Pairing Japanese and Latin Type

emkeyser's picture

I am working on an exhibition about Samurai for an American art museum and am looking for designers that I might consult in choosing an appropriate Japanese typeface.

Japanese will only be used for select wall graphics and headings, and not for lengths of text. We have a curator on staff that is available to write, edit, and proof any text, but I am very much out of my league when it comes to understanding the design connotations of Japanese fonts. I am not so terrified of pairing Garamond with the Japanese version of Hobo (an obvious clash), as I am with pairing the Latin and Japanese equivalents of Bodoni and Tisa in a single headline.

At the moment, I do not know which Latin typeface I will go with, though it will likely be a conservative serif because the show's objects date from the 13th–19th centuries.

Thanks for any leads!

jcrippen's picture

The default typeface style in Japanese is 明朝 minchō ‘Ming Dynasty’, the style which is the equivalent of bog standard serif in Latin typography.

If you are looking for a bit more dressy appearance, there’s the 教科書 kyōkasho and 楷書 kaisho styles. The kyōkasho style is used in textbooks, and is a sort of “humanist” intermediate between the rigid minchō and the more naturalistic styles that imitate brush writing. The kaisho style is patterned after traditional woodblock printing, and it is still the platonic ideal of Japanese characters. For even more fancy stuff you can use a 行書 gyōsho ‘running script’ style, which emulates the fluid but careful writing of a skilled calligrapher. The gyōsho style is still readable but can be tiring for long runs of text.

If you have a short piece of text that is not really meant to be easily read but is instead more just artistic, you can go all the way to 草書 sōsho ‘grass script’. This can be nearly unreadable, so that the reader has to concentrate on some characters to make out exactly what they’re supposed to be. It’s the typical style of calligraphy you see on wall hangings of poetry and proverbs and the like.

You sometimes may have use for a 篆字 tenji ‘seal character’ style. This is based on the forms of characters used in 判子 hanko signature seals that are used instead of handwritten signatures. Their use outside of the hanko context, without red ink, often gives a very archaic feel that hearkens back to ancient China.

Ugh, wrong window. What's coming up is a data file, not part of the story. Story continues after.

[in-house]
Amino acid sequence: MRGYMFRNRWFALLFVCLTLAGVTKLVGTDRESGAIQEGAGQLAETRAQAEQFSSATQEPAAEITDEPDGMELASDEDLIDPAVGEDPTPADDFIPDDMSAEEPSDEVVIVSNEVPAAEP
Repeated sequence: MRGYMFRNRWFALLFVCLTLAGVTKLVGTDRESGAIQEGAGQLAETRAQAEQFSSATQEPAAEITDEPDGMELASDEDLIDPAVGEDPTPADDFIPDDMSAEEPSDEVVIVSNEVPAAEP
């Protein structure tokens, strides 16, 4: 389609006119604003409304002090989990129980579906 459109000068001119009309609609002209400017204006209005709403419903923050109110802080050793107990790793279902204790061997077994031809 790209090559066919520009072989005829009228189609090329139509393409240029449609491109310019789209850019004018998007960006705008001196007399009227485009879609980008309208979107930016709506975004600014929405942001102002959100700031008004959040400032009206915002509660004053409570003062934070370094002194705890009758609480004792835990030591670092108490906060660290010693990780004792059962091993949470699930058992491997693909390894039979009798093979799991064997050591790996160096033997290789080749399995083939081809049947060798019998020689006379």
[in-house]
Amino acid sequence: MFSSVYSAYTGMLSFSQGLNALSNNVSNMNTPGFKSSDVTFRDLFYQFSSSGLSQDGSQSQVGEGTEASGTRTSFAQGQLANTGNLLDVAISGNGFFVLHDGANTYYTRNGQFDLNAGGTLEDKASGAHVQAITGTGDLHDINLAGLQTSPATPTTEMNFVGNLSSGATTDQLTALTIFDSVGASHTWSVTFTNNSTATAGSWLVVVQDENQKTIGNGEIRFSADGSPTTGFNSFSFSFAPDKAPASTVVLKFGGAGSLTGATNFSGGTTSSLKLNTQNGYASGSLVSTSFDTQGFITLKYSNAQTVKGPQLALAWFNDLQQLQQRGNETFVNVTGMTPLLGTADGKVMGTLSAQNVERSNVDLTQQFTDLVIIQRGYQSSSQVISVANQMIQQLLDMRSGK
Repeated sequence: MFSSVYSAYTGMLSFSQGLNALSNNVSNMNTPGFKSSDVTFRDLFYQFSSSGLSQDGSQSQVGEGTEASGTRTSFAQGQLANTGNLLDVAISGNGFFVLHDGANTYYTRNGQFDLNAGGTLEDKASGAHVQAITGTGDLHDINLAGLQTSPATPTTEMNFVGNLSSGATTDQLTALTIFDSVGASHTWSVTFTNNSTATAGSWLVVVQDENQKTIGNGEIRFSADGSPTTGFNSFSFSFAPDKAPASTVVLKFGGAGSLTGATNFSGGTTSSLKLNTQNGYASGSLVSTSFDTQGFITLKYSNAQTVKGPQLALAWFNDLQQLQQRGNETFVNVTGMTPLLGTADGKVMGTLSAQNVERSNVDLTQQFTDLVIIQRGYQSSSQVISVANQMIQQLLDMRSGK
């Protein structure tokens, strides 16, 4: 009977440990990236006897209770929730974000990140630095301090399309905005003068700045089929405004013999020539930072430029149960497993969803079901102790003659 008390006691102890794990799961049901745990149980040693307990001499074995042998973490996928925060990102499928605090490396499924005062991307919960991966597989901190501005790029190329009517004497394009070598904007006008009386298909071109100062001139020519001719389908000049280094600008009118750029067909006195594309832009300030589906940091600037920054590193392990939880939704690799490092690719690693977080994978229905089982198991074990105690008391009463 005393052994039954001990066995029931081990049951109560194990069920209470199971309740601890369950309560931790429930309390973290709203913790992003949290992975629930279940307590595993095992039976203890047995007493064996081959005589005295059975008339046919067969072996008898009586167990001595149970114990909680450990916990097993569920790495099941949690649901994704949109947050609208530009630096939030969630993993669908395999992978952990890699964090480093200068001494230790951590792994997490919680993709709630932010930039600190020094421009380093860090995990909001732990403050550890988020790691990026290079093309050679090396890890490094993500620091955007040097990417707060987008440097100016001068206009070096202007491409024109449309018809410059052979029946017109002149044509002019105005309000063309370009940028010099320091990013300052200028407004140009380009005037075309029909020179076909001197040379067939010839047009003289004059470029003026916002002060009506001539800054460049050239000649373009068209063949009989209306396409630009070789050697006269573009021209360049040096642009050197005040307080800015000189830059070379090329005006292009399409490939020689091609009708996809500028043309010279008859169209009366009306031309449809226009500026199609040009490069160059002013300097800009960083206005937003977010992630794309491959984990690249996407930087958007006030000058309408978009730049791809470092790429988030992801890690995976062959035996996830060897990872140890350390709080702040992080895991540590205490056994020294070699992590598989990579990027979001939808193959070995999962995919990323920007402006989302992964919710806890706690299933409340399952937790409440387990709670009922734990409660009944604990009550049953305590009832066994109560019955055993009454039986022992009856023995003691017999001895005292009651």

There is also the ゴシック goshikku ‘gothic’ style that is the Japanese equivalent of sans serif. It’s probably not appropriate for a book on samurai, except maybe for back-cover blurb stuff or in contexts where the print is particularly small and hard to read otherwise.

Other styles out there include handwriting, imitations of other scripts (Latin, Cyrillic, Hangul, etc.), and geometric stuff.

Browsing images using these various terms will give you a good idea about how the various styles appear and are used. Even if you hire a designer, the exposure to Japanese typography will be useful in reviewing the designer’s work.

One thing that annoys everyone is Japanese text set way too small or light in the midst of Latin text. This is usually done in an effort to make the Japanese text fit existing Latin layout, because Japanese characters have much higher height and depth. Accept that you have to have more leading for the Latin text, don’t punish the Japanese text by squashing it into unreadable oblivion.

emkeyser's picture

James, thank you for such a detailed, lengthy reply. That is exactly the type of information I've needed.

emkeyser's picture

James, thank you for such a detailed, lengthy reply. That is exactly the type of information I've needed.

emkeyser's picture

James, thank you for such a detailed, lengthy reply. (I have been trying to post this for two days now, but the Typophile site keeps crashing on me.) That is exactly the type of information I've needed.

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